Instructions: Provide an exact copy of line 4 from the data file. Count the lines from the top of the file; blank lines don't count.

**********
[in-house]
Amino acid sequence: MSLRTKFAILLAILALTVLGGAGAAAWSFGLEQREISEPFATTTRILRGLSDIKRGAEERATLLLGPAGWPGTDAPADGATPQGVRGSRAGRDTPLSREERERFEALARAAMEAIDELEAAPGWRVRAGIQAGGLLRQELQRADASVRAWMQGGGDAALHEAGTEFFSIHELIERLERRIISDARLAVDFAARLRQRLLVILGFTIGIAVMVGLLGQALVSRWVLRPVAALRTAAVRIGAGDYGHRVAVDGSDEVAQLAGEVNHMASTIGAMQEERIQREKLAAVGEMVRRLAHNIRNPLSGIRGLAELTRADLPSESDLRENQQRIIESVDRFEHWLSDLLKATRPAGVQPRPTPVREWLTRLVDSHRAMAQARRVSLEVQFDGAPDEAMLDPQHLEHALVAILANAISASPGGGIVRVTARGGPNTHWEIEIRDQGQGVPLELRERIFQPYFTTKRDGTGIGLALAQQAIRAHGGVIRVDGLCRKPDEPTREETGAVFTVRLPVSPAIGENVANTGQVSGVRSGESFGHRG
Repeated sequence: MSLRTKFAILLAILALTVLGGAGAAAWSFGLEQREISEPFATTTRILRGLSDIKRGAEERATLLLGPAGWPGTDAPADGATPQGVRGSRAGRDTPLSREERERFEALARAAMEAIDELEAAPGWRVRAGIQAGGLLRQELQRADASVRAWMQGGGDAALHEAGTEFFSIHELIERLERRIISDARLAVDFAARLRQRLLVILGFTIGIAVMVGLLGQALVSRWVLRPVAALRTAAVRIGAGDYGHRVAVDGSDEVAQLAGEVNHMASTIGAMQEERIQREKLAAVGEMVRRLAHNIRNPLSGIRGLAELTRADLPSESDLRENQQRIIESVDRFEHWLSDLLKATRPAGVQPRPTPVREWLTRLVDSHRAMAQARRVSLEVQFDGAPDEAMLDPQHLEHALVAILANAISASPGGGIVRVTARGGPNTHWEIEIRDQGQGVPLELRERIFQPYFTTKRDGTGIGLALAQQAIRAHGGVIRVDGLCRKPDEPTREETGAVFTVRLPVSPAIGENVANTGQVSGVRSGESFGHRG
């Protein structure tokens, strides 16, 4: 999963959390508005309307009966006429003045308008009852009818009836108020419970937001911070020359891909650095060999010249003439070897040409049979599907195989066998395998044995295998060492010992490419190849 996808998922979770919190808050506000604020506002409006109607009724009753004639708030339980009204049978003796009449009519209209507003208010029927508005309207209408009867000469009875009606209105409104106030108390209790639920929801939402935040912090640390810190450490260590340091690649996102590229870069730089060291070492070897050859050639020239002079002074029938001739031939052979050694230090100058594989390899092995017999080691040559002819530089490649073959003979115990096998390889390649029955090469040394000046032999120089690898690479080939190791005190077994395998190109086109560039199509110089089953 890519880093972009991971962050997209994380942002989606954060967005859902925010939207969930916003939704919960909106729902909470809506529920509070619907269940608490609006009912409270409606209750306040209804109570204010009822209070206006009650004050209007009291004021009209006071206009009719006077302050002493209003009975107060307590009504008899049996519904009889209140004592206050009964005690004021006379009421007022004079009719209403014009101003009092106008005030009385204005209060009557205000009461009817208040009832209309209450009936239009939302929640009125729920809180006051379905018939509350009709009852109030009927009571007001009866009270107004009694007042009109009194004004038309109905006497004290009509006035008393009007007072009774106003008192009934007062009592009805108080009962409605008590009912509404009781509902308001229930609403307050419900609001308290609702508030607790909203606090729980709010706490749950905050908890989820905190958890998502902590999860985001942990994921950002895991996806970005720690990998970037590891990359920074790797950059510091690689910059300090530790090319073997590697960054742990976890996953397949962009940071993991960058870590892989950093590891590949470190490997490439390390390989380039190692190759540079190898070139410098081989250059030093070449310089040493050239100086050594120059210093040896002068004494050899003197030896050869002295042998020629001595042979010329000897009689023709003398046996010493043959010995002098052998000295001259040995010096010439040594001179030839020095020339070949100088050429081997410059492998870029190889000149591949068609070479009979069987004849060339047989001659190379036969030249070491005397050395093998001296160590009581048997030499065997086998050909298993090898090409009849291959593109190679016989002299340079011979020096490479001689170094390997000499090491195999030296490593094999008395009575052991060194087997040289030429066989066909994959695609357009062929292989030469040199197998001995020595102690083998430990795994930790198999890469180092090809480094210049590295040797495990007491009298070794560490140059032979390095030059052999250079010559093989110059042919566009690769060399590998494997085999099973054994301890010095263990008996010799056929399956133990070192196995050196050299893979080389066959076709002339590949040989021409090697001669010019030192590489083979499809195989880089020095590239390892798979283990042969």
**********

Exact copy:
């Protein structure tokens, strides 16, 4: 999963959390508005309307009966006429003045308008009852009818009836108020419970937001911070020359891909650095060999010249003439070897040409049979599907195989066998395998044995295998060492010992490419190849 996808998922979770919190808050506000604020506002409006109607009724009753004639708030339980009204049978003796009449009519209209507003208010029927508005309207209408009867000469009875009606209105409104106030108390209790639920929801939402935040912090640390810190450490260590340091690649996102590229870069730089060291070492070897050859050639020239002079002074029938001739031939052979050694230090100058594989390899092995017999080691040559002819530089490649073959003979115990096998390889390649029955090469040394000046032999120089690898690479080939190791005190077994395998190109086109560039199509110089089953 890519880093972009991971962050997209994380942002989606954060967005859902925010939207969930916003939704919960909106729902909470809506529920509070619907269940608490609006009912409270409606209750306040209804109570204010009822209070206006009650004050209007009291004021009209006071206009009719006077302050002493209003009975107060307590009504008899049996519904009889209140004592206050009964005690004021006379009421007022004079009719209403014009101003009092106008005030009385204005209060009557205000009461009817208040009832209309209450009936239009939302929640009125729920809180006051379905018939509350009709009852109030009927009571007001009866009270107004009694007042009109009194004004038309109905006497004290009509006035008393009007007072009774106003008192009934007062009592009805108080009962409605008590009912509404009781509902308001229930609403307050419900609001308290609702508030607790909203606090729980709010706490749950905050908890989820905190958890998502902590999860985001942990994921950002895991996806970005720690990998970037590891990359920074790797950059510091690689910059300090530790090319073997590697960054742990976890996953397949962009940071993991960058870590892989950093590891590949470190490997490439390390390989380039190692190759540079190898070139410098081989250059030093070449310089040493050239100086050594120059210093040896002068004494050899003197030896050869002295042998020629001595042979010329000897009689023709003398046996010493043959010995002098052998000295001259040995010096010439040594001179030839020095020339070949100088050429081997410059492998870029190889000149591949068609070479009979069987004849060339047989001659190379036969030249070491005397050395093998001296160590009581048997030499065997086998050909298993090898090409009849291959593109190679016989002299340079011979020096490479001689170094390997000499090491195999030296490593094999008395009575052991060194087997040289030429066989066909994959695609357009062929292989030469040199197998001995020595102690083998430990795994930790198999890469180092090809480094210049590295040797495990007491009298070794560490140059032979390095030059052999250079010559093989110059042919566009690769060399590998494997085999099973054994301890010095263990008996010799056929399956133990070192196995050196050299893979080389066959076709002339590949040989021409090697001669010019030192590489083979499809195989880089020095590239390892798979283990042969």